Mumbai: Sankara Raman does not believe wheelchairs are obstacles. Muscular dystrophy (he was diagnosed at age three and by the time he was in Class VIII, was bound to the wheelchair) did not prevent him from pursuing a regular education and career. In 1985, he started his own chartered accountancy firm. “I don’t consider disability to be a constraint in development and growth,” he says, firmly.
Mr. Raman has consistently challenged himself in work and life. Every year, he makes a trip to Mumbai to raise funds for the rehabilitation of people with disabilities in Tirunelveli district of Tamil Nadu, where he helps run the Amar Seva Sangam, a ‘Valley for the Disabled’. He sets himself two main benchmarks: network intensely in Mumbai with companies and individuals to better each year’s fund-raising target, and run the Standard Chartered Mumbai Marathon.
In the 2017 edition of the marathon, he raised Rs. 1.25 crore. And make no mistake, he does not run the marathon in the 2.4-km Champions with Disability category. He participates in the 6-km Dream Run, along with runners from all walks of life. “If I run in the 2.4-km category, I won’t be noticed; I will be like all the others. In the Dream Run, people come up to me. It’s a good chance for me to talk about my work.”
For the marathon in January every year, Mr. Raman prepares himself from June the previous year. There are documents to be prepared, lists of possible donors to be filed, emails to be sent. “My not being from Mumbai works to my advantage,” he says. “There is more curiosity about my work.”
Once in Mumbai, he works up his networks, and is at it from 9 a.m. to 10 p.m. every day. He spends nearly four to five days in the city post the marathon. His wife Ramani — his “friend and competitive partner” — helps with the documentation, and joins him on his rounds. She also does her own rounds of fund-raising, besides helping him run the CA practice. The couple has raised Rs. 4 crore through the marathon.
“Most of our donors are from Mumbai and Chennai, and I need companies to be part of our support group,” says Mr. Raman. What started with a handful of children now caters to 15,000 differently-abled people in 900 villages of Tirunelveli district. “Our primary focus is to rehabilitate, educate and empower these children”. Facilities for people with disabilities are all free. The initiative began with a regular school in 1992, and admitted people with polio and other physical disabilities. Gradually, it included a residential programme for mentally challenged children, vocational training and even a rehabilitation centre for people with spinal injuries — one of two to three such in the country, he says.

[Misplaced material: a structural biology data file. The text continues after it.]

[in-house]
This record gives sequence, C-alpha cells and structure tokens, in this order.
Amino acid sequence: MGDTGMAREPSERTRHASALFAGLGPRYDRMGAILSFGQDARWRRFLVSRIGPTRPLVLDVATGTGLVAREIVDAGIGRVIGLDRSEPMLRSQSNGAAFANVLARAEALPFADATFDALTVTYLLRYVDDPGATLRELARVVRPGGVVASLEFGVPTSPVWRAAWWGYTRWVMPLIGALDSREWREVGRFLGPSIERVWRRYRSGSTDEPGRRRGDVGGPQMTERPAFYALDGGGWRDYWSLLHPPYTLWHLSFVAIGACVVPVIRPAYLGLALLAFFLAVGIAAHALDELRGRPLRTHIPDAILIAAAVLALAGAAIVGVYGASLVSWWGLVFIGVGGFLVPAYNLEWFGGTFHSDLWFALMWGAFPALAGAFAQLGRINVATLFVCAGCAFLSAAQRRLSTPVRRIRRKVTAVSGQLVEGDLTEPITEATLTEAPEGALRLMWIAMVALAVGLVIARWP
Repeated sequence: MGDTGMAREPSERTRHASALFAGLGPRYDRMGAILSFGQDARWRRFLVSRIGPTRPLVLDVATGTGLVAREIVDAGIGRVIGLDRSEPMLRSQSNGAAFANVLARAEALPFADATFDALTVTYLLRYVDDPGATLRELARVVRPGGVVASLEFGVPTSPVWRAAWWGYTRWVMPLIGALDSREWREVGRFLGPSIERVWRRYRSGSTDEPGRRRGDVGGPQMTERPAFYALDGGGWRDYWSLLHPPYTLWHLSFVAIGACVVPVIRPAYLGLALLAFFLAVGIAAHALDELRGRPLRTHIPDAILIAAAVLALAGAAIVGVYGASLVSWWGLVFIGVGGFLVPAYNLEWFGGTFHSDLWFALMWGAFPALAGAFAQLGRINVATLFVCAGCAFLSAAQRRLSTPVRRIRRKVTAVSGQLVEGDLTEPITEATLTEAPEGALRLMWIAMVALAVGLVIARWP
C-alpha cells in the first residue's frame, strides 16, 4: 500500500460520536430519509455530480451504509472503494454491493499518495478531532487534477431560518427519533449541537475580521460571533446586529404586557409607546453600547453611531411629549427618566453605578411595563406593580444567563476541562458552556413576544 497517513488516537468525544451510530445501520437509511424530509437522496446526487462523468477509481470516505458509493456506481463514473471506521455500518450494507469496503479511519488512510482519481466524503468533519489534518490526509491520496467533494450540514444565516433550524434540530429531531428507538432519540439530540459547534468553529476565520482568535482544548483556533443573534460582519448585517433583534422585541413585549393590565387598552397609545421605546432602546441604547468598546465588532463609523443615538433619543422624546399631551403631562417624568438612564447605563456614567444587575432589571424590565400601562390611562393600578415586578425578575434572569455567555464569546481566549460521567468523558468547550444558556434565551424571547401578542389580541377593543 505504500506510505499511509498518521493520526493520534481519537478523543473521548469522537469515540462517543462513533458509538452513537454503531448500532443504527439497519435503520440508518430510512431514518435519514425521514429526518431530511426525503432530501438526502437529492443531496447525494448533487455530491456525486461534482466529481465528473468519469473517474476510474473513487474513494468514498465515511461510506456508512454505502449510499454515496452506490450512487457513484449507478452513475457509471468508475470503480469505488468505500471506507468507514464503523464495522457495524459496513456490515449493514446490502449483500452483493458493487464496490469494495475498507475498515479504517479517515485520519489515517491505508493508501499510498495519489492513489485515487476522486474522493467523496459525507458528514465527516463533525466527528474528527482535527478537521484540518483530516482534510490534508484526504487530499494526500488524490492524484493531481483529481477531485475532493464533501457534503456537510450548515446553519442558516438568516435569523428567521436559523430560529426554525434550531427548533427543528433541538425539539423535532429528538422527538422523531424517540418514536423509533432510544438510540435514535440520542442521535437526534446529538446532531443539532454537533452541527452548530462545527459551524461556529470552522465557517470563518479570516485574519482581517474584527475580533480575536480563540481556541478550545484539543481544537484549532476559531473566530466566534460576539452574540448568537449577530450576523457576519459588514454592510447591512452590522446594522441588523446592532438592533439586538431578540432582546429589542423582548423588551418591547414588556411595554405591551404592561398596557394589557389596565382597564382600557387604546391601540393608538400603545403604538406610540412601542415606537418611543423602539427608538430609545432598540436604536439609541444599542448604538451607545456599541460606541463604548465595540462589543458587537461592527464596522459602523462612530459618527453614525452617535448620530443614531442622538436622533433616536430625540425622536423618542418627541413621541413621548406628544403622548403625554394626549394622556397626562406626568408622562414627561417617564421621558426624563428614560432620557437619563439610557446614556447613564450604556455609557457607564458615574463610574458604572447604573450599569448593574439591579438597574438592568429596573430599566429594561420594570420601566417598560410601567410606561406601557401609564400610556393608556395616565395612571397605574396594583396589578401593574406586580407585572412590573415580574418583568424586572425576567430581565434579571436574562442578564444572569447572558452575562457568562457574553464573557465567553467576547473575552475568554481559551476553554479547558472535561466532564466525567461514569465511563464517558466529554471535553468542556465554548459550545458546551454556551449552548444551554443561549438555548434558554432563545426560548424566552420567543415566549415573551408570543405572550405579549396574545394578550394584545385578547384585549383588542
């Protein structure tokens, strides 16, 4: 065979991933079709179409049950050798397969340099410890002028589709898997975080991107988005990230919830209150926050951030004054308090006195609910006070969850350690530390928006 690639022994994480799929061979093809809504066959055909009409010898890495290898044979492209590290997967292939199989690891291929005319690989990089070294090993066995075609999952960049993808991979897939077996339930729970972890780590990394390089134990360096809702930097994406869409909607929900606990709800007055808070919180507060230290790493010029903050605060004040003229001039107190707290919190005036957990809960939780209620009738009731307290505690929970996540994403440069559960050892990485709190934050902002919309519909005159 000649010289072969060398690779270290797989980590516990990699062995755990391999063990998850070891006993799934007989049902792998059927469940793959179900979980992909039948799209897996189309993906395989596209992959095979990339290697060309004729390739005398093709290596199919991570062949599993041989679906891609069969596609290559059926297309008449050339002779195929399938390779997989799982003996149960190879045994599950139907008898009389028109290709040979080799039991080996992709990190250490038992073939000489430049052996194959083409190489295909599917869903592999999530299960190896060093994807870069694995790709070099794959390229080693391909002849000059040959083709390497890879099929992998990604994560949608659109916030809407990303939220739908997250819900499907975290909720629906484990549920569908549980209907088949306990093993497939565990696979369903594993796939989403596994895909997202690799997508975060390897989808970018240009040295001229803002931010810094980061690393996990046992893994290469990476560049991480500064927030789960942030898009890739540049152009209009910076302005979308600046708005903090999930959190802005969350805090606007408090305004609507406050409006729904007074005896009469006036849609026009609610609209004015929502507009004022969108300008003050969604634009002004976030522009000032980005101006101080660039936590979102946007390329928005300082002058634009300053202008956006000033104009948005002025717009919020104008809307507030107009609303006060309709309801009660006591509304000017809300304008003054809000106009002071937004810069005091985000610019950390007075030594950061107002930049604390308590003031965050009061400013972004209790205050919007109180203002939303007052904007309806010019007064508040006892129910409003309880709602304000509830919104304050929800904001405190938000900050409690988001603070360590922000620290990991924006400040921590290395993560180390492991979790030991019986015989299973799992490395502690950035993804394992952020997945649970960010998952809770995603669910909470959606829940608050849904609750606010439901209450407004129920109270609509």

His pitch to companies is straightforward. “I always talk about inclusion; about how if I can achieve so much as a chartered accountant, surely others can.” The reason he does this year after year is so he can showcase achievements of people with disabilities. “The general tendency is to offer sympathy and pity. What we require are opportunities and a level-playing field. I want people to understand that there is an enormous human resource here going to waste.”
Mr. Raman compares his involvement to a football game. “They say you need to give 200% to win the game. It’s the same here. All my targets are self-made, and give me immense satisfaction.”
At the other end of the giving spectrum, is 12-year-old Vinay Virvadia, who ran the Dream Run this year and raised over Rs. 13 lakh in support of Shrimad Rajchandra Love and Care’s hospital for the underprivileged in Dharampur, Gujarat. The funds will help increase the number of beds in the hospital to 150 from 40. The Class VIII student of Activity High School, Peddar Road, says he was moved when he saw the plight of patients in the hospital, many of whom couldn’t even afford basic healthcare. For his mother Kruti, it meant that her child was opening up to a new awareness at a young age. “He has understood that even if he doesn’t have the capacity to earn, he can go around collecting money for the less privileged.”
Adhiraj Johri, a Class 11 student from Kolkata, raised over Rs. 25 lakh for Family Service Centre (FSC), an NGO that promotes foster parenting. His sister, Shivika, was adopted from the centre. Adhiraj’s inspiration came from his mother, who has participated in six Mumbai marathons so far. His family has been associated with the FSC for nine years. "Before adoption, the children at FSC are not put in homes together. Instead, the NGO has a foster parenting initiative that allows children to be with a family for a period of 3-4 months," said his mother, Nisha Johri.
Girish Borkar, also a chartered accountant, ran the marathon from 2007-2011 to support Project Crayon, a residential facility which looks after health, education, clothing for orphaned girls in the 6-15 year age group in Malad. He raised an average of Rs. 2.5 lakh each year, which even funded an ambulance for them. He now runs to raise funds for the Yoga Prabha Bharati Seva Sanstha, a global organisation that teaches yoga and wellness for free. His effort, he says, gives him inner peace. “The only thing you can do is ask. The answer is either a ‘yes’ or a ‘no’. Either way it’s fine.”
He calls himself a ‘change investor’ and compares the process to multilevel marketing. “It’s a form of networking. When you encourage others to give, everyone gets blessed. If somebody doesn’t give, someone else does. It all balances out.”
(Inputs from Hariprasad Radhakrishnan)